The overall experience of the store, to Estelle, is warm and approachable. And the art is a far cry from the dusty framed portraits in the headmaster’s office: “We’re mixing in David Bowie posters with some beautiful classic artwork, and then some modern nudes and other great rock-and-roll photography in the mix to make it feel more contemporary and modern-day prep.” It’s a more eclectic, complex, and unexpected look than what one might assume the Tanners of the world would do with the space. “It just felt a little sexier, a little edgier, which is more inclusive. And that’s what people of color in culture tend to be,” she remarks. “It is more progressive, more bold and dynamic. And the fact that they tapped me, a woman of color, to reinterpret or to at least bring the J.Crew heritage up-to-date in the physical form of the shop, that says a lot too.”
Perhaps the new prep is generally more tongue-in-cheek than previous iterations. Where the traditional prep is all about subtlety, fashion brands like Sporty & Rich are leaning all the way in. When founder Emily Oberg was conceptualizing the brand’s first-ever brick-and-mortar storefront in Soho, New York, the millennial wanted to curate an atmosphere that felt like old health clubs from the ’90s with a modern twist in the form of bright colors and stainless steel accents. Though she invokes the two major elements of classic prep right in the name of the label, the 30-year-old hopes to signal a departure from the white-bread associations with old money prep. “Obviously, old country clubs—even current ones, they’re very WASPy and old in the sense of the ideas and the mindset. But with our brand, I’m a woman of color, so I want it to be inclusive,” Emily says. “I don’t think you walk into the store and feel intimidated.”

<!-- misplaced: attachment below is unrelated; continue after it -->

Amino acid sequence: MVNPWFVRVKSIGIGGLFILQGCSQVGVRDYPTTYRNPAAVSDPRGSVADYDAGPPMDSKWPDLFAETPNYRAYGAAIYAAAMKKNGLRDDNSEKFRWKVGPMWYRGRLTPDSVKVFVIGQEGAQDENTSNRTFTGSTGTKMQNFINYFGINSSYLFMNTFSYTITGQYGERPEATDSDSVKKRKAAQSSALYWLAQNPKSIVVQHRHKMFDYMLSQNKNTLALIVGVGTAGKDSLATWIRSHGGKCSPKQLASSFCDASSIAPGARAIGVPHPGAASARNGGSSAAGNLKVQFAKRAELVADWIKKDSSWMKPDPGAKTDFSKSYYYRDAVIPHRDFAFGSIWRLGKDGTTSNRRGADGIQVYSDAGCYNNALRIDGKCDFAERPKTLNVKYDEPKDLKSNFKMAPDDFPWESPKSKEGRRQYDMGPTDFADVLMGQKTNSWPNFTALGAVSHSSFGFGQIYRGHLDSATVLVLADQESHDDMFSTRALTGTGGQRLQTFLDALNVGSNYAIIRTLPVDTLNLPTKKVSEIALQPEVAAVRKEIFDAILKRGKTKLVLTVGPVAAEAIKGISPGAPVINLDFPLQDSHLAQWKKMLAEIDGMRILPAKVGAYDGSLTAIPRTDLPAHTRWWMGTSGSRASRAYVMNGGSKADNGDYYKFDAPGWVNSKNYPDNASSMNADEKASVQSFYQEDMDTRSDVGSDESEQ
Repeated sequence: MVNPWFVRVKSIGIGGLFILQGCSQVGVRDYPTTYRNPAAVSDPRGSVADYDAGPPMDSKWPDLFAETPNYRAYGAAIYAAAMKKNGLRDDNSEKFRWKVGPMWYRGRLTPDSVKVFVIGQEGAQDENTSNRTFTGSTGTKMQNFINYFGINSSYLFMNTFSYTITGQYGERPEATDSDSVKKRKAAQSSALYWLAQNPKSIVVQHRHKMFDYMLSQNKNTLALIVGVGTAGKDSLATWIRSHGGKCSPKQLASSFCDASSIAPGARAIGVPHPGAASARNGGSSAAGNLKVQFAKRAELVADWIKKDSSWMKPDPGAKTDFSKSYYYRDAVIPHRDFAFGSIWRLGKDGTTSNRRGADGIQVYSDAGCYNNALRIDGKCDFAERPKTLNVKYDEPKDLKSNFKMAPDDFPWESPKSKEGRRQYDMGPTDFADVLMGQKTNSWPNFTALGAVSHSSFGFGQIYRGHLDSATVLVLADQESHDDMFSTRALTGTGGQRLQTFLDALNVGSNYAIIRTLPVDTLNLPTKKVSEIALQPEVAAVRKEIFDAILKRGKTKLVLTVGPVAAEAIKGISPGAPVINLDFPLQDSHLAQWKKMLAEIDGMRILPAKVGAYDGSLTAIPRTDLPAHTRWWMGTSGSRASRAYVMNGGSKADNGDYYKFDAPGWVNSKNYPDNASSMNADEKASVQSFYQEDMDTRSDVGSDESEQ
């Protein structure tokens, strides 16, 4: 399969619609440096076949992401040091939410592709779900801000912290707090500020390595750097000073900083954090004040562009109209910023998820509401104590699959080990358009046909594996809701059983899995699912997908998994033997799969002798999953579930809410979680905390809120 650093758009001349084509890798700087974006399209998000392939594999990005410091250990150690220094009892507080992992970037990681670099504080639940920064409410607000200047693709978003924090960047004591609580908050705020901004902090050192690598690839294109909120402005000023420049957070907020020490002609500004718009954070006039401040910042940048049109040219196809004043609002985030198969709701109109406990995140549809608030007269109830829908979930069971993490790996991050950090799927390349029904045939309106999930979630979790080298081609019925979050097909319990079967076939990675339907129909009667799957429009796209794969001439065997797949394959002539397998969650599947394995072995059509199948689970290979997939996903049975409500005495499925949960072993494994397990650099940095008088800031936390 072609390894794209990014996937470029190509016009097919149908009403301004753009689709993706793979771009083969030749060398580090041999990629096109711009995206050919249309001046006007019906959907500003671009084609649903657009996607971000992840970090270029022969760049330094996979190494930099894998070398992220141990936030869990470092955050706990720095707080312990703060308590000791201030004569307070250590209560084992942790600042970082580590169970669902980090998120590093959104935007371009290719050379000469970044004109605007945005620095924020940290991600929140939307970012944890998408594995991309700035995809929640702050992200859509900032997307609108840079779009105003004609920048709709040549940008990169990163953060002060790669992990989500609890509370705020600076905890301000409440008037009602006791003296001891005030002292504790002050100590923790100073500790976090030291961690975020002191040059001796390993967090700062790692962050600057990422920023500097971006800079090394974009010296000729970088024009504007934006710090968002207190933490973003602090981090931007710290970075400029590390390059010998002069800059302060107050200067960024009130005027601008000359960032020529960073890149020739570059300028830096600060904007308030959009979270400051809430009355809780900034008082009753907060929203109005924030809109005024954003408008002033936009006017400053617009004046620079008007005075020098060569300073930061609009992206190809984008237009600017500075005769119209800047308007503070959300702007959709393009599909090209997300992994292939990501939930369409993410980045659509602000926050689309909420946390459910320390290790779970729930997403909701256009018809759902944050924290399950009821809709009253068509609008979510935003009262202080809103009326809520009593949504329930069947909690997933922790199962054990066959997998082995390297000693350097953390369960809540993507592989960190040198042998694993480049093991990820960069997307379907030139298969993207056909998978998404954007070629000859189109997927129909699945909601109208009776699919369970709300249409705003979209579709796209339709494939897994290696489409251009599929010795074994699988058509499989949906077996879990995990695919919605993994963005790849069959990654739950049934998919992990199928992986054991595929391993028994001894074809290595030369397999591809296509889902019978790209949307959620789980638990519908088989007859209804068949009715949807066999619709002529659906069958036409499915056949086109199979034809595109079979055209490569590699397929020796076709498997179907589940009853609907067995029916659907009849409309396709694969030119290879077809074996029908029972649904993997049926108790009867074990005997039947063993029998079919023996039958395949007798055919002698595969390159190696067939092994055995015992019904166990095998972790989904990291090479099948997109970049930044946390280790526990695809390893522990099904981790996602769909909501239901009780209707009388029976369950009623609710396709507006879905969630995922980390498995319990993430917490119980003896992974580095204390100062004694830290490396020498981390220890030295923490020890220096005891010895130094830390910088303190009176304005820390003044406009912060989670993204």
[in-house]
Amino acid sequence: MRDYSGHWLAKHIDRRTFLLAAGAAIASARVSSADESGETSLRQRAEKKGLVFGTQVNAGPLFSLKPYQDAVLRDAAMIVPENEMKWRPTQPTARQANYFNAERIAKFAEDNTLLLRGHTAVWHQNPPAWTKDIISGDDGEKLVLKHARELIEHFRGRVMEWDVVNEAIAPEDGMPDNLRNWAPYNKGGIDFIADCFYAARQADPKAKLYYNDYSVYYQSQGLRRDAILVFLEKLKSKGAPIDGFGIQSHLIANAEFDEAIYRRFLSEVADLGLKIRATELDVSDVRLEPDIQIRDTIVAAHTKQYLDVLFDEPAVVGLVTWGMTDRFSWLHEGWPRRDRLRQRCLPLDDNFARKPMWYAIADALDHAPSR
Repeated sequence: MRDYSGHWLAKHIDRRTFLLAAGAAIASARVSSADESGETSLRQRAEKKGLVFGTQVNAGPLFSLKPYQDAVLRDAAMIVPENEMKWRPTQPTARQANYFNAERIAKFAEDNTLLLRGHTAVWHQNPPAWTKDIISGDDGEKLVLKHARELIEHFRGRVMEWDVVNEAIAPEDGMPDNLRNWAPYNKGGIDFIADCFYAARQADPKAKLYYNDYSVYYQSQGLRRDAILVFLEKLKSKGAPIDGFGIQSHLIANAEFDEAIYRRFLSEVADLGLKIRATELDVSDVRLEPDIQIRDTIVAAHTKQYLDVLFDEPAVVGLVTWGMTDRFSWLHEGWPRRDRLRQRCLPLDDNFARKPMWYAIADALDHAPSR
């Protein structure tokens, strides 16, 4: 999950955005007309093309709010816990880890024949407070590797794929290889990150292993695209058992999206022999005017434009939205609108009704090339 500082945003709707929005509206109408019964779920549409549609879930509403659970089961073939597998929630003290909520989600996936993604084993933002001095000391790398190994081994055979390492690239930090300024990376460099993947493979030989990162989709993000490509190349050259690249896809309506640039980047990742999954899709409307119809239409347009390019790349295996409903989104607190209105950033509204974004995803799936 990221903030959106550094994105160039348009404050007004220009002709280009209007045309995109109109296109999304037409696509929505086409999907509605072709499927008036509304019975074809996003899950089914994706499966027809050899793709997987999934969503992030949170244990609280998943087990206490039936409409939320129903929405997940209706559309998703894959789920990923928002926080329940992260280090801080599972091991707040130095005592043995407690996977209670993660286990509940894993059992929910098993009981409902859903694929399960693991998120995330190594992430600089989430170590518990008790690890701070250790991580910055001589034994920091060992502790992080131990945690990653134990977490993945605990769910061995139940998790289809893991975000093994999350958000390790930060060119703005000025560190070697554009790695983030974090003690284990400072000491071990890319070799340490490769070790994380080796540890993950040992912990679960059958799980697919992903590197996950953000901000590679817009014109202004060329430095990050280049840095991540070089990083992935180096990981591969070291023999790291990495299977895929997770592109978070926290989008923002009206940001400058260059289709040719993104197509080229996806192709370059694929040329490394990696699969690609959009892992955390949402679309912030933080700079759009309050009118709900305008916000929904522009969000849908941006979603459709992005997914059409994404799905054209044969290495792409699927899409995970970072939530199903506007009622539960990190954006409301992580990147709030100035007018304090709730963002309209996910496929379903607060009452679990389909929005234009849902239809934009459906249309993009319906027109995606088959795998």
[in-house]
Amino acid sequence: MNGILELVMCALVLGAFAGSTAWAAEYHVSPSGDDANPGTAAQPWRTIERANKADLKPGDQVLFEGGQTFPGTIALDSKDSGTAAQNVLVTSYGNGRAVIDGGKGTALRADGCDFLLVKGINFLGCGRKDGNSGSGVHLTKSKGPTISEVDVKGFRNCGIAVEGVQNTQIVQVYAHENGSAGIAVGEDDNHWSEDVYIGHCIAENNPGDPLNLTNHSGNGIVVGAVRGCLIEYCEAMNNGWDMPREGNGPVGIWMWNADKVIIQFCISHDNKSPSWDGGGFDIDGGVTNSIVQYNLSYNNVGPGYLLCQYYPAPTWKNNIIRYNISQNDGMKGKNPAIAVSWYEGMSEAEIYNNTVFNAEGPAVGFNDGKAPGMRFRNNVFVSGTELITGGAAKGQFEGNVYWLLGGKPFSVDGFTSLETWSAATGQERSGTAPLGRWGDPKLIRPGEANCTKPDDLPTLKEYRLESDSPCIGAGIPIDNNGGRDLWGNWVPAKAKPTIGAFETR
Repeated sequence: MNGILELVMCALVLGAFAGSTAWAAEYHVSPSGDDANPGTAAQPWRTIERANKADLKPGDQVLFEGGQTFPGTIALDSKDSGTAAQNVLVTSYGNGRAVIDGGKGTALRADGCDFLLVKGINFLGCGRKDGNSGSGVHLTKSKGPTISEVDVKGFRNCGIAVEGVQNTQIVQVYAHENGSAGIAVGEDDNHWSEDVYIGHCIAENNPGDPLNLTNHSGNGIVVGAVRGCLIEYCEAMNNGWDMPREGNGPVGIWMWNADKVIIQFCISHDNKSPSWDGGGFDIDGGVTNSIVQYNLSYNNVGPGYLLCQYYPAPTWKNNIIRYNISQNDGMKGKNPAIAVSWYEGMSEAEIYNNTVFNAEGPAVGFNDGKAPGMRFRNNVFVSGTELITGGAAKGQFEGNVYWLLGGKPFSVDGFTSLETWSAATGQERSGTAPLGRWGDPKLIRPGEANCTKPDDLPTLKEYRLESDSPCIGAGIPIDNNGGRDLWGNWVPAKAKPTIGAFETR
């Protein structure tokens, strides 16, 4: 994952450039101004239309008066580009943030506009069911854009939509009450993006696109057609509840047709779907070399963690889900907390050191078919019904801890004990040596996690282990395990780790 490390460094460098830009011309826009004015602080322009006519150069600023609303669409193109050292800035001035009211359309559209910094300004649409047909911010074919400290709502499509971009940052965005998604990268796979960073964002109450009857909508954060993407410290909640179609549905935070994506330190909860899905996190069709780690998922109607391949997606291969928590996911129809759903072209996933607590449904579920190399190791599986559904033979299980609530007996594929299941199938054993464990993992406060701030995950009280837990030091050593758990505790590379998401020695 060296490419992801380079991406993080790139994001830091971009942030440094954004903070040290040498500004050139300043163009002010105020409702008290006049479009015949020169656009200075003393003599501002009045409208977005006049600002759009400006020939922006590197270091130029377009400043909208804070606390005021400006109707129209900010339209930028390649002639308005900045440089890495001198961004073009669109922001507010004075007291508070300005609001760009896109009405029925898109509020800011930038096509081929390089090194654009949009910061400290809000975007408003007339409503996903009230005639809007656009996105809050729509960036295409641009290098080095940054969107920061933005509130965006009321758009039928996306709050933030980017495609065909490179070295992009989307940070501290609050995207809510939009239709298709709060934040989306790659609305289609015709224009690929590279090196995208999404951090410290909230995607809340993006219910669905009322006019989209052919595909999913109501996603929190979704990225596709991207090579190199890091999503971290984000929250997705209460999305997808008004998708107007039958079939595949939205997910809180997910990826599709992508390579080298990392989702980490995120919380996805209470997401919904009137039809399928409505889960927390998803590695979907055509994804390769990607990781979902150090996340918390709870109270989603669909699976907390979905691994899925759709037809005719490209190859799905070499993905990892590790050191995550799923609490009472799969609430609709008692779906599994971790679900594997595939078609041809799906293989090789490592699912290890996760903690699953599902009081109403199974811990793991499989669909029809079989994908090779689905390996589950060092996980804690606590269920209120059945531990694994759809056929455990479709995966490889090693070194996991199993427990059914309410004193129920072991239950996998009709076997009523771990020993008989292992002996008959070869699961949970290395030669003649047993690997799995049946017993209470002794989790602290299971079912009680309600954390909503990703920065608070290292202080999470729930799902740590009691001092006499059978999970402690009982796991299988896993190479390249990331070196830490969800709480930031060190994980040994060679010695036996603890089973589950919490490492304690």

What prep shares with a lot of the aesthetics that have struck gold on TikTok is its basis in nostalgia, though its timing does feel peculiar given its not-at-all-subtle exaltation of affluence during an era of a marked “Eat the Rich” sentiment. “It’s intriguing to see a trend based around the display of wealth peaking during a worldwide cost-of-living crisis,” Jen, the design lead from Magnet, observes. Many of the “-cores” that reach (micro) trend status via social media harken back to a certain time: the Y2K look that’s only recently begun to die down after several years of internet dominance. The trend is of course named after the time period of its relevance, and indie sleaze is quintessentially Obama-administration-era. But considering the time and sentiment that old money style is referencing evokes discomfort. Why do so many young people feel nostalgia for a look so inextricably linked to racism, sexism, and exclusion?
But despite its very fraught associations, prep is not truly a style that creatives of color need be tasked with reclaiming, given that generations have left their mark in the space, a legacy that continues today. To completely reject prep on the basis of the racism and classism of East Coast boarding schools and country clubs erases the people of color who have contributed to the style outside of those venues, and it also reinforces the protagonism of those who excluded them. Perhaps modern takes on the prep aesthetic, many of which are generated by BIPOC and other marginalized demographics, are forging something wholly new—an edgier, brighter, more playful version that doesn’t worship the past without question. Regardless, the first step in the right direction would probably be to stop calling it old money.